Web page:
Thursday, 7 November 2019

An Accident in the Forest


The headline local news since Saturday has been about a shocking car accident in the Forest of Loches, where a car hit a stag in broad daylight. The young woman who was a passenger in the car remains in hospital in a medically induced coma. There is ongoing controversy over whether the driver of the car was to blame because of excess speed or whether the local hunt was to blame because the hounds chased the deer on to the road. It had been raining and the road was slippery.

According to the family of the victims there was no roadside signage to indicate a hunt was in progress. The crash was very dramatic, with a couple of eye witnesses, and has shocked everyone who spends time in the forest -- drivers, hunters and nature lovers alike. The vehicle ended up on its roof, in the ditch. The stag was thrown 50 metres. Forestry officers were called to retrieve the body of the animal. The medivac helicopter couldn't land near the scene due to the proximity of the trees, so the injured were taken by road ambulance to the hospital in Loches. The helicopter was waiting there to take the young woman, who had suffered a cardiac arrest, to intensive care in Tours.

A typical road through the Forest of Loches (not the stretch of road where the accident occurred).
A road through the forest.  Indre et Loire, France. Photographed by Susan Walter. Tour the Loire Valley with a classic car and a private guide.

A car carrying a man driving, his wife as passenger and their two year old child in the back hit a stag on the D764 between Loches and Genillé. According to the police there was a white van on the road with its hazard lights on to warn that a hunt was taking place in the forest. According to an eye witness the stag was not being pursued, but crossed the road calmly when the vehicle, travelling at considerable speed, collided violently with the beast. This witness had been standing at the edge of the forest and spotted the stag. They stepped forward to take a photo and the car appeared out of nowhere and slammed into it.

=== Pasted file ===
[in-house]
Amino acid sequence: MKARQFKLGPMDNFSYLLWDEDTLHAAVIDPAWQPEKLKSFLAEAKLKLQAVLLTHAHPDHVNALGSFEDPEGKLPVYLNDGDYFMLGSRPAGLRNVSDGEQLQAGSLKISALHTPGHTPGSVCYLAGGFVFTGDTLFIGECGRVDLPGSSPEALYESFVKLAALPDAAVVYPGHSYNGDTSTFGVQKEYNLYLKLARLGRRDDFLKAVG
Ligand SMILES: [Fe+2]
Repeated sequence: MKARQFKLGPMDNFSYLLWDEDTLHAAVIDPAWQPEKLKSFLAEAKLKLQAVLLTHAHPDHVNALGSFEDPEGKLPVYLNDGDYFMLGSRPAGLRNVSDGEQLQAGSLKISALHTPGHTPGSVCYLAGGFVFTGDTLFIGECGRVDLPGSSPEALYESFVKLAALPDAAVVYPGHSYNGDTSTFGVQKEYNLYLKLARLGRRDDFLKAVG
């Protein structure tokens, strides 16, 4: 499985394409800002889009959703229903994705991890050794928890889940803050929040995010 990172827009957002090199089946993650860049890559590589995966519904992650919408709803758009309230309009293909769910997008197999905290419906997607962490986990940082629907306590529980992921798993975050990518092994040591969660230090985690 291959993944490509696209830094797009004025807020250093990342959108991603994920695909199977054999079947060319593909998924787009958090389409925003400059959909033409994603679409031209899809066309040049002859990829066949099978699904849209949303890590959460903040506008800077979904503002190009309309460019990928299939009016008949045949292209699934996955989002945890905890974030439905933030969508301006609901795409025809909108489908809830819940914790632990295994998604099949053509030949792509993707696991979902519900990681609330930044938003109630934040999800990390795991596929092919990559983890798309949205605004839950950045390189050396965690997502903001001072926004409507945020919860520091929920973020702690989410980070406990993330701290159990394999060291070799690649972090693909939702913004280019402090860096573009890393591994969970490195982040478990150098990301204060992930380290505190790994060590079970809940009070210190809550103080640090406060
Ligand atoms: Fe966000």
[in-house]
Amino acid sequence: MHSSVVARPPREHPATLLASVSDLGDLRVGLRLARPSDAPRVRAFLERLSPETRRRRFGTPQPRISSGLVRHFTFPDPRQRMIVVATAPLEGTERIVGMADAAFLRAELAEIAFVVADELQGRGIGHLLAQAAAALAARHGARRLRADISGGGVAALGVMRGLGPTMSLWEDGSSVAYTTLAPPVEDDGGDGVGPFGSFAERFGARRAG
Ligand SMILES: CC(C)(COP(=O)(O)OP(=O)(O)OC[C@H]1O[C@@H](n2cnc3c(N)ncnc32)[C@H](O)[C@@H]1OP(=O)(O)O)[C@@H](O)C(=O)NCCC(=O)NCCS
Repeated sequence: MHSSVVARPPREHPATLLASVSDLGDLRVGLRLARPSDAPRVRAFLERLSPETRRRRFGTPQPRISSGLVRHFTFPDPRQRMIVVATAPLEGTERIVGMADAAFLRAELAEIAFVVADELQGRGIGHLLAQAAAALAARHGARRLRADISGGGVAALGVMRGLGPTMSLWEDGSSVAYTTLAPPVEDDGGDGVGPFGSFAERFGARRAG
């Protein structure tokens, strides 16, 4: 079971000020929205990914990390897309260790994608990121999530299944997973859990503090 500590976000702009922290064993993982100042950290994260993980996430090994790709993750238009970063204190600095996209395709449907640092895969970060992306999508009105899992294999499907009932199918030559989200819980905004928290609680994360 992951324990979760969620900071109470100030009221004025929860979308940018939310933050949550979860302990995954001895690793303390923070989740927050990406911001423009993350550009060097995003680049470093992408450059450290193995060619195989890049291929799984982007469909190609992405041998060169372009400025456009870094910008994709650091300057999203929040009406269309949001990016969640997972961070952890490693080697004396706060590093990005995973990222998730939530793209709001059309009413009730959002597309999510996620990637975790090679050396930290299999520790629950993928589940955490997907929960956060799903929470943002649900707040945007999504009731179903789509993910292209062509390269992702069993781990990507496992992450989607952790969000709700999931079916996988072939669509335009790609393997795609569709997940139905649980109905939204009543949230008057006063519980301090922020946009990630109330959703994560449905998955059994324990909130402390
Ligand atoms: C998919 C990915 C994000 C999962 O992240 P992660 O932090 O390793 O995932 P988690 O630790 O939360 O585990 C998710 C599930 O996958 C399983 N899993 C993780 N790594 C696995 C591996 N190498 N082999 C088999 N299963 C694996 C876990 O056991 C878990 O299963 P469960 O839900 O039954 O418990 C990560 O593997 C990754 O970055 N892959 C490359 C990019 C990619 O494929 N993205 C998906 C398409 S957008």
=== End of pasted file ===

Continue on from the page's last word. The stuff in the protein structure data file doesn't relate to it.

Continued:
The brother of the driver has a different version of events though. According to him, his brother was driving at 80-90 kilometres per hour. He saw the vehicle stopped on the road in the distance, but no warning lights. He wondered what it was doing there. He passed it but did not see the stag coming, and says it was being chased. He saw the hunters and hounds arrive five minutes after the collision. He did not see signs placed along the roadside warning of the hunt.

A Red Deer stag Cervus elaphus (Fr. cerf) (not in the Forest of Loches).
Red Deer stag Cervus elaphus in the grounds of the Chateau of Chambord.  Loir et Cher, France. Photographed by Susan Walter. Tour the Loire Valley with a classic car and a private guide.

The president of the local hunt federation says there are two sorts of responsibilities when there is a collision with big game animals. If the stag is being pursued by the hounds, then the hunt is responsible. In the hunt the prey becomes the property of the hunt organisation when it is being pursued. To prove the hunt is responsible you need to know if the hounds had caught up with the stag.

The driver's family talks about a delay of five minutes after the impact. An eye witness says it was a quarter of an hour.  If the game animal was not being chased and crossed freely it means the animal is not the property of anyone in particular, but is common property.

The hunt president also mentioned that the law is vague about the circumstances when a hunt must be indicated with signage. Under current regulations there is no obligation to put out signs, other than that hunters must wear high viz (usually choosing orange). He also observed that hunters are not the only people in the forest disturbing the wild animals. Mushroom hunters are also in the areas where the big game lives.

Local opinion is split on the subject. Some people are demanding the cessation of hunting. Others criticise the speed of driving and point out that hunting is useful for regulating the deer population. Drivers who use the road frequently say that the hunt would not have been indicated to road users. Others say that the presence of large game is a natural risk and requires everyone to be extra vigilant.